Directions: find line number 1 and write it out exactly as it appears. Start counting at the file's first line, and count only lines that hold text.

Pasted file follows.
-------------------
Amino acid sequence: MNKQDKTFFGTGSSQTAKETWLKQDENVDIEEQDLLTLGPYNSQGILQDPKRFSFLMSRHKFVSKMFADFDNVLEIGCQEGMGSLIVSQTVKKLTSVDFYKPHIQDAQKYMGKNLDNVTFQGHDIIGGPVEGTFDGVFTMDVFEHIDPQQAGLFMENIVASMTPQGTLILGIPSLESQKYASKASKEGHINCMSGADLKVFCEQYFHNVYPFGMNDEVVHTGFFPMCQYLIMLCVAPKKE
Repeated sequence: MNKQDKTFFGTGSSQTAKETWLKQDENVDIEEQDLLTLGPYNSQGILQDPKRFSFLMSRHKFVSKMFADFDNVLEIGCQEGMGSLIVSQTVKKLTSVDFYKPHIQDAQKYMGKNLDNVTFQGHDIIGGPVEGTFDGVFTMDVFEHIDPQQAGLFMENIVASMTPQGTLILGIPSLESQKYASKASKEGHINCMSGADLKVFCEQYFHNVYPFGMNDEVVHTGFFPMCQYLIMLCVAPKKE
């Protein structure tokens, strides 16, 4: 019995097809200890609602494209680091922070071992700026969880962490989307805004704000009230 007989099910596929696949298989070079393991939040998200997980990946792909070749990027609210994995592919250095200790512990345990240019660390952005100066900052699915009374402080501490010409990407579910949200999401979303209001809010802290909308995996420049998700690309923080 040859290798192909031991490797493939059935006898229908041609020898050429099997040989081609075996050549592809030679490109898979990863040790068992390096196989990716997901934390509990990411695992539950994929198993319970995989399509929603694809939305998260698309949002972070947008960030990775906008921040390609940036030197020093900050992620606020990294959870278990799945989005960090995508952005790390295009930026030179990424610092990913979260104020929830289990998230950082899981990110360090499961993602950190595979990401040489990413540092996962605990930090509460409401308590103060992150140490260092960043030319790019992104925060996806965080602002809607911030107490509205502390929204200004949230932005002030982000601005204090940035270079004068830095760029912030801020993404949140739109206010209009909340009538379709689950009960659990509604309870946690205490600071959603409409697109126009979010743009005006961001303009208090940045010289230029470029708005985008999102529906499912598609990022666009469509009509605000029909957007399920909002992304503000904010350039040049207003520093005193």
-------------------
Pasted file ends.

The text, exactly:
Amino acid sequence: MNKQDKTFFGTGSSQTAKETWLKQDENVDIEEQDLLTLGPYNSQGILQDPKRFSFLMSRHKFVSKMFADFDNVLEIGCQEGMGSLIVSQTVKKLTSVDFYKPHIQDAQKYMGKNLDNVTFQGHDIIGGPVEGTFDGVFTMDVFEHIDPQQAGLFMENIVASMTPQGTLILGIPSLESQKYASKASKEGHINCMSGADLKVFCEQYFHNVYPFGMNDEVVHTGFFPMCQYLIMLCVAPKKE